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Self-Publishing Talk: Interview with Stephen Hayes, author of ‘The Seventh Sorcerer’



Stephen HayesStephen Hayes lives and writes in Melbourne, Australia. Having been born partially blind in 1986 and lost his limited vision in 2000, he started writing stories at the age of eight, winning the Harold Dickinson Memorial Australian Literary Competition for a short story about a haunted house at the age of eleven. He completed his first novella in Braille at fourteen and by sixteen, had completed the first draft of ‘The Seventh Sorcerer’.

Since 2002, Stephen has allowed his imagination to run wild with The Magic Crystals saga; sometimes pushing boundaries that today’s somewhat moral society deem to sweep under the carpet. Although classified as fantasy genre due mainly to the prominent magic component, Stephen’s writing also includes a good balance of drama, mystery, romance, humour, and he isn’t afraid to address controversial moral issues.

His latest books are The Seventh Sorcerer and Rock Haulter from The Magic Crystals Series.

Visit his website at

The Seventh SorcererThank you for this interview, Stephen.  You self-published your latest book, The Seventh Sorcerer.  Would you please tell us why you chose the self-publishing route?
I believe in making my own luck. I know that I’ll require a bit of luck to succeed no matter which way I go about it, but at least as a self-published author, I’m not relying entirely on other people to make it happen for me.
Take us through the process.  You had an idea for your book, you wrote it, then you decided to find a publisher.  What were your experiences with that?  Or did you decide to self-publish without looking any further?
There was actually a lot of time between writing the book and deciding to have it published; for a long time, writing was only a hobby, and not something I considered sharing with the world. When I did finally decide to have a go at getting it published, I did look at other options first. It only took me one round of sending the manuscript around the block to decide that I was wasting my time and money in postage stamps. I looked at other options as well, such as vanity publishers (which I ran away from in a hurry once I got an idea of how they really worked) and eventually settled on just doing it myself. It’s for that reason that I’m only publishing in electronic format for the time being; testing the waters as inexpensively as possible, and only investing any further if there’s demand for it.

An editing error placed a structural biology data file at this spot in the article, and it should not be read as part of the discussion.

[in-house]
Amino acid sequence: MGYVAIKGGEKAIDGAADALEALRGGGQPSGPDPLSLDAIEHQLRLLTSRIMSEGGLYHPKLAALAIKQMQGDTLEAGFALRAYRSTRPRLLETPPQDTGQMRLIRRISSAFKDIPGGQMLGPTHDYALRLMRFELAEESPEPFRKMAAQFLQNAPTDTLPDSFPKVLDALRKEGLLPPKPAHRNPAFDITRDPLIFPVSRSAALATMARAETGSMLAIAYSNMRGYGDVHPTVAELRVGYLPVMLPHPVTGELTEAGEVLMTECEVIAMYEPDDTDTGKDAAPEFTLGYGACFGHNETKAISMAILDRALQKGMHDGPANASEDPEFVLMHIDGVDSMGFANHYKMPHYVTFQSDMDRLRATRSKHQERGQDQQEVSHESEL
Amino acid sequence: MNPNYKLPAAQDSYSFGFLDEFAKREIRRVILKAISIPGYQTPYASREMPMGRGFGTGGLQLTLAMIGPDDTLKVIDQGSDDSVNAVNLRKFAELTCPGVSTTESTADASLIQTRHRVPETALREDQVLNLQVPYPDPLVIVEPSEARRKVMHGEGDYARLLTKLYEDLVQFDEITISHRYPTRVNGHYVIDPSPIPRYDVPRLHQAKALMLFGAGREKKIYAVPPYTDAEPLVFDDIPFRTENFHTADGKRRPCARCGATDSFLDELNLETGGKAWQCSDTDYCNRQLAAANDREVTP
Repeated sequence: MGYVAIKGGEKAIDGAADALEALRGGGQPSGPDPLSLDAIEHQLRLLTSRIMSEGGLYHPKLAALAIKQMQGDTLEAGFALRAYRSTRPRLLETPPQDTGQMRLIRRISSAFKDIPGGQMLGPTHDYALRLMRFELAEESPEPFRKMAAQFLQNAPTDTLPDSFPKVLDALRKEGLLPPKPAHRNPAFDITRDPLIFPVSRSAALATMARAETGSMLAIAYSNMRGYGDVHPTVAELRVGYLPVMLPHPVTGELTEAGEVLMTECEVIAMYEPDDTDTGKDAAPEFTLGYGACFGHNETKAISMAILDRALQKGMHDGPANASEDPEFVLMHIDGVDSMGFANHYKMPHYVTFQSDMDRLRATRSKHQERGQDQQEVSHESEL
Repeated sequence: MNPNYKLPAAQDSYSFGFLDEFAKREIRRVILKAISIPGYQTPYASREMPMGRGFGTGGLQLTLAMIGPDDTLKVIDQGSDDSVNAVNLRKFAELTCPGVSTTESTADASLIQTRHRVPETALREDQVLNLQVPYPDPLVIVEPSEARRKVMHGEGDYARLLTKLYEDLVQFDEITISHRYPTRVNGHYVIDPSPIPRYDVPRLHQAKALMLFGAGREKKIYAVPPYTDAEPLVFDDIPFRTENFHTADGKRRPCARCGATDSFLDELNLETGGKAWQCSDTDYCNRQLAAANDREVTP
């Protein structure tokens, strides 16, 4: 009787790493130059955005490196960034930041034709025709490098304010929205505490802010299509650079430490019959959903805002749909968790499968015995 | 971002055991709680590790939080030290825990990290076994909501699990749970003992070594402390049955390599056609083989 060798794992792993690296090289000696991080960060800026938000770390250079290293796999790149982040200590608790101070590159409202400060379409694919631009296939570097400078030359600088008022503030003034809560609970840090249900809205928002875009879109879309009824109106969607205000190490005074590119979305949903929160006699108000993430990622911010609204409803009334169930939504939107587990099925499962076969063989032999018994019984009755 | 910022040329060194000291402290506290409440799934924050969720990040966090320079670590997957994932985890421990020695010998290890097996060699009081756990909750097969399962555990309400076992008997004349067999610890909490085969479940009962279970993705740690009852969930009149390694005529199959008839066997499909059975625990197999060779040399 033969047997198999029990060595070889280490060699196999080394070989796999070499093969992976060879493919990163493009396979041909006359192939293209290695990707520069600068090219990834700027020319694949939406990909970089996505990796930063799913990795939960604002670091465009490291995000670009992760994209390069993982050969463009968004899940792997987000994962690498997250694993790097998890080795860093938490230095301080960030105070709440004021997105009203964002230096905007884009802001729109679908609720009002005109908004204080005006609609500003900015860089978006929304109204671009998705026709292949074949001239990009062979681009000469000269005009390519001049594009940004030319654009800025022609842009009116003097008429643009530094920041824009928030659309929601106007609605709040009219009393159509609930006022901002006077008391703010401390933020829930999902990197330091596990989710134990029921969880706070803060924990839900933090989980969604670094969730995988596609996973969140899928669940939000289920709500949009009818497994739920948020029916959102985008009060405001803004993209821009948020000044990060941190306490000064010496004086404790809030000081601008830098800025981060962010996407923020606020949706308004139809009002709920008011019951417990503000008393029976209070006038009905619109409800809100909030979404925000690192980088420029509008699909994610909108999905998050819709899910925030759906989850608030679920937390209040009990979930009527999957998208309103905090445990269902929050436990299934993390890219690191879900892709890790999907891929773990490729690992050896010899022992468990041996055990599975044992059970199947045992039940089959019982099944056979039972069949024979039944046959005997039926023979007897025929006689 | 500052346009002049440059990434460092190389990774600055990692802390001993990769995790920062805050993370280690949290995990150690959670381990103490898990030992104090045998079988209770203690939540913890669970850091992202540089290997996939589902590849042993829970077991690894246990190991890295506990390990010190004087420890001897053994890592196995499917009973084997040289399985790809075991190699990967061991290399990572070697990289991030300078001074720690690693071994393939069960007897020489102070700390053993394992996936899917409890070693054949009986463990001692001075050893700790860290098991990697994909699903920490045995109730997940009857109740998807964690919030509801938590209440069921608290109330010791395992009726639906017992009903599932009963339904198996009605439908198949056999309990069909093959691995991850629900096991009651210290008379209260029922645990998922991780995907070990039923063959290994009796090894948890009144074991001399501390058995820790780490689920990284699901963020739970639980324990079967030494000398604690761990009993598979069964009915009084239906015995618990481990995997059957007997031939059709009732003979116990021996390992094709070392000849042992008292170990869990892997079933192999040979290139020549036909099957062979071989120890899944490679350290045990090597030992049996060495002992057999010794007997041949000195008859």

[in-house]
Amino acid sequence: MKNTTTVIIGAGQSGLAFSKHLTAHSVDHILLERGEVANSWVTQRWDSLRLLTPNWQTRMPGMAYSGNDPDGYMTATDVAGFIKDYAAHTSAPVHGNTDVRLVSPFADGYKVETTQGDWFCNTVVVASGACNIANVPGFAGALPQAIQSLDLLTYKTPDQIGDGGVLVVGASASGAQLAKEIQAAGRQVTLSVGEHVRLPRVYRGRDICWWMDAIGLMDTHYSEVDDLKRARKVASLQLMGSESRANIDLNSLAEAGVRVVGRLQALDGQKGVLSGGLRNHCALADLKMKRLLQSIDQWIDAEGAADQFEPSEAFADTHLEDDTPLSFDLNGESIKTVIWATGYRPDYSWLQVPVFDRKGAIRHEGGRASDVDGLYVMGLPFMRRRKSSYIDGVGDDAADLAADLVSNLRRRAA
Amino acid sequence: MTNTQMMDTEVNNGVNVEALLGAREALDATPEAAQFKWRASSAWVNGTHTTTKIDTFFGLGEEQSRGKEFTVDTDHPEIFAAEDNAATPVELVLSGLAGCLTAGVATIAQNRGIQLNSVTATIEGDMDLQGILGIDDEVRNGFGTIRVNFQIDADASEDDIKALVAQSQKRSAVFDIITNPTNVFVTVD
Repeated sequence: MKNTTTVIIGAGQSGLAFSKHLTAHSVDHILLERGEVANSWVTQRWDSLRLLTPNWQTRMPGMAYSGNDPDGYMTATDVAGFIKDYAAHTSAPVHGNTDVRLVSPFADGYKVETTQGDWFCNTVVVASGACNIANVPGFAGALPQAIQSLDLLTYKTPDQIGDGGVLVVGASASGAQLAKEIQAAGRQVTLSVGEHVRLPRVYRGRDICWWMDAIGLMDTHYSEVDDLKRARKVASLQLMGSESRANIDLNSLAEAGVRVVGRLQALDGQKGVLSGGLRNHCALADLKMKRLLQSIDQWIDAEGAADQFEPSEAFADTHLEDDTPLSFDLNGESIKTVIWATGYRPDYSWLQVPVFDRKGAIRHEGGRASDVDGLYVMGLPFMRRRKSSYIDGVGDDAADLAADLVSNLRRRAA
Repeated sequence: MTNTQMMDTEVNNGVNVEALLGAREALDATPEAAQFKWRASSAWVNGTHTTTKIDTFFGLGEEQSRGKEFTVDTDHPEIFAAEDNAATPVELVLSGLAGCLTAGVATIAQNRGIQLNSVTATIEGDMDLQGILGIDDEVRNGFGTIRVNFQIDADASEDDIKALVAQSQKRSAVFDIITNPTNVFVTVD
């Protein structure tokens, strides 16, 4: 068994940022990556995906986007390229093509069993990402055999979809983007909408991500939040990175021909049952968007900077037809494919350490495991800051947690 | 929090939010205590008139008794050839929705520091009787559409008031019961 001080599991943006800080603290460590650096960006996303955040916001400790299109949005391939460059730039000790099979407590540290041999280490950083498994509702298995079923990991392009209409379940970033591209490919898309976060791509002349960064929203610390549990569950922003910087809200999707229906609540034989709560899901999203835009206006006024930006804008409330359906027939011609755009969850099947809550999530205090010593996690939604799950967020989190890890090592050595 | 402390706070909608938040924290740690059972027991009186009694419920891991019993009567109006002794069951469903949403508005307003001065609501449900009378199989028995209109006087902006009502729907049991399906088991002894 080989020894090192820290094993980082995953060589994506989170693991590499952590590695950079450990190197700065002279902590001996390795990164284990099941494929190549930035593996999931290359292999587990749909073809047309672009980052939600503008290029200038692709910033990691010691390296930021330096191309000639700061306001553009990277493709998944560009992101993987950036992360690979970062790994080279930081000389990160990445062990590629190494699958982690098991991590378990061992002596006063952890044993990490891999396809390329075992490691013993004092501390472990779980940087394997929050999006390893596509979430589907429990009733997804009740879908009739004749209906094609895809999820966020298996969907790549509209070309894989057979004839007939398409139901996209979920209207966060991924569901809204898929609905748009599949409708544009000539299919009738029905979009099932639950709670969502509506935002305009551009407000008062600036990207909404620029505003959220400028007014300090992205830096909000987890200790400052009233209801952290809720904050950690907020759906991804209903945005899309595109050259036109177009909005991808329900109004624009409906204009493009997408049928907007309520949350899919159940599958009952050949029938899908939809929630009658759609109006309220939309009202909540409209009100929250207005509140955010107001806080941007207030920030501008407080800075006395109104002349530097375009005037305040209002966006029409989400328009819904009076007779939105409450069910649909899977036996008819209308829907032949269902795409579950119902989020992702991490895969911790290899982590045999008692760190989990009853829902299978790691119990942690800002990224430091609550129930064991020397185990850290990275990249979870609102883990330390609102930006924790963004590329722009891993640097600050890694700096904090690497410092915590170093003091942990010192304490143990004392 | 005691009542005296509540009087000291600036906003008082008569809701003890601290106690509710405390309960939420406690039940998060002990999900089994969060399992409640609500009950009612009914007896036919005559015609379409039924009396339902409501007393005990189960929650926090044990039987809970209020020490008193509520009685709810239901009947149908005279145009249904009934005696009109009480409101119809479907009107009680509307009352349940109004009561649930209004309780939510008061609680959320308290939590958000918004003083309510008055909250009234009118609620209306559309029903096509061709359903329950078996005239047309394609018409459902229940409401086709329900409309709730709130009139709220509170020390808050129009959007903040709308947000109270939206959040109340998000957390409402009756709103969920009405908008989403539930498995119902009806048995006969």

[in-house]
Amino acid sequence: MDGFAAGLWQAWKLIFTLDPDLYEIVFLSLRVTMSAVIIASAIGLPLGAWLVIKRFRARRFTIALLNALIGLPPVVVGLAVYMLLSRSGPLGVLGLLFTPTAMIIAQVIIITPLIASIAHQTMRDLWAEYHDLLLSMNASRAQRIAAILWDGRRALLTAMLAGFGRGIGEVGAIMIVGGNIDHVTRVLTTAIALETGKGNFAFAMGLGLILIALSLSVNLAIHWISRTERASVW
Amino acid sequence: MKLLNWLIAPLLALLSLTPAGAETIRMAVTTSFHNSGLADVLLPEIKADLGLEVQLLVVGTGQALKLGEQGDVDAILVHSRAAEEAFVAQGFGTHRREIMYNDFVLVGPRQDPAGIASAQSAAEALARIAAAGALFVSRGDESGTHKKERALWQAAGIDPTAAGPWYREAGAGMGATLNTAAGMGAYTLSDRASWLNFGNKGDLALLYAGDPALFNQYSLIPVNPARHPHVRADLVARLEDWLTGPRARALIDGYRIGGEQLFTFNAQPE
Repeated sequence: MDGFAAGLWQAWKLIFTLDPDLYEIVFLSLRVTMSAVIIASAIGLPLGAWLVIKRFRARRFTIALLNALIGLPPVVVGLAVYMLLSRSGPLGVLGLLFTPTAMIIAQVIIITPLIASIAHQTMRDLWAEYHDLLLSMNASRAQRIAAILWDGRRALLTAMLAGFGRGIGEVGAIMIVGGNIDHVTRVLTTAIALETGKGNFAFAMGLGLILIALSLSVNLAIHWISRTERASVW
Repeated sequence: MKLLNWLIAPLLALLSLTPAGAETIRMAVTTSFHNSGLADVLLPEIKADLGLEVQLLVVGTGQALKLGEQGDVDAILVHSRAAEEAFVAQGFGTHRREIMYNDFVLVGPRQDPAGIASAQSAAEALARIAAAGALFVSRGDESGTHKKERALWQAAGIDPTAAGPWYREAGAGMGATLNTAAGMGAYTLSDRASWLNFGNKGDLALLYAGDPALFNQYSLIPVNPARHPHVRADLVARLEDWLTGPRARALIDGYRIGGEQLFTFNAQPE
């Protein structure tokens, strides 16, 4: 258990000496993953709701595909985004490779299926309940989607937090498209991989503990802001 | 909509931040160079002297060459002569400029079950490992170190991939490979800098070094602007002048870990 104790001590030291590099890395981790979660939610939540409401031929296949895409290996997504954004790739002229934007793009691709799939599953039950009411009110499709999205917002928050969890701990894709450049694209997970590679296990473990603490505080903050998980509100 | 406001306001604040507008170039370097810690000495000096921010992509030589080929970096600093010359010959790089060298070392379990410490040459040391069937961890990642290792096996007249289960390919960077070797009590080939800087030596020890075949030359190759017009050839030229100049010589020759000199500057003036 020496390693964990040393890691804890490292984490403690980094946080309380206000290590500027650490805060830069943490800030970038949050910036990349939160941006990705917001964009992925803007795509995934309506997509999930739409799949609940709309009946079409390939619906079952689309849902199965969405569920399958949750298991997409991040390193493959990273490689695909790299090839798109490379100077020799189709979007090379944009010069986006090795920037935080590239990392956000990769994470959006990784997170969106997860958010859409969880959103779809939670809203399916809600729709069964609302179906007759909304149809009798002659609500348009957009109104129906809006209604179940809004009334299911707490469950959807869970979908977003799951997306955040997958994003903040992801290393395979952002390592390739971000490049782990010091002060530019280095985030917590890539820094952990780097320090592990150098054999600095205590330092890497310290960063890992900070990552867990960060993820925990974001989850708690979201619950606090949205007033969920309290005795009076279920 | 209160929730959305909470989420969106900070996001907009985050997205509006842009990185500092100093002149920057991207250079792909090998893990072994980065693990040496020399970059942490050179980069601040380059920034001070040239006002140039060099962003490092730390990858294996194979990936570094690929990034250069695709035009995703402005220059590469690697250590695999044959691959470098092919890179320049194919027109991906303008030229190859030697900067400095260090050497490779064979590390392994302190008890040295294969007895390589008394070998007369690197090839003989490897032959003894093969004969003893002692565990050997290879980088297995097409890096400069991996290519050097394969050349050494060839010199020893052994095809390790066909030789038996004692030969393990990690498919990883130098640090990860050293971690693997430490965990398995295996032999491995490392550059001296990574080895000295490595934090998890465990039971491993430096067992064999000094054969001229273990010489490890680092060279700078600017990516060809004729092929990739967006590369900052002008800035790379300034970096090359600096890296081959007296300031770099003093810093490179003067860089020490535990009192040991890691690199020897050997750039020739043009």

What different online stores carry your book?
Amazon, Barnes and Noble, iTunes, Kobo, Sony ReaderStore, and a bunch of other stores distributed by Ingram Digital. It’s only in eBook format for now, though. The two books can be purchased at the following links:
Do you think that having your book self-published makes any difference to the media? Are they open to interviewing self-published authors or reviewing their books? 
I don’t see why not. I’m aware of the stigma that is sometimes associated with self-published books, and the assumption that they’re probably not as good as published books (because they haven’t been approved by the editor of a publishing house, supposedly), but even those people can only judge by their own opinion. If a self-published author can find a way to get publicity, the media will sit up and take notice, and even more so if the author has useful contacts. It just means that self-published authors have to work a little harder than the traditionally published authors to make it happen.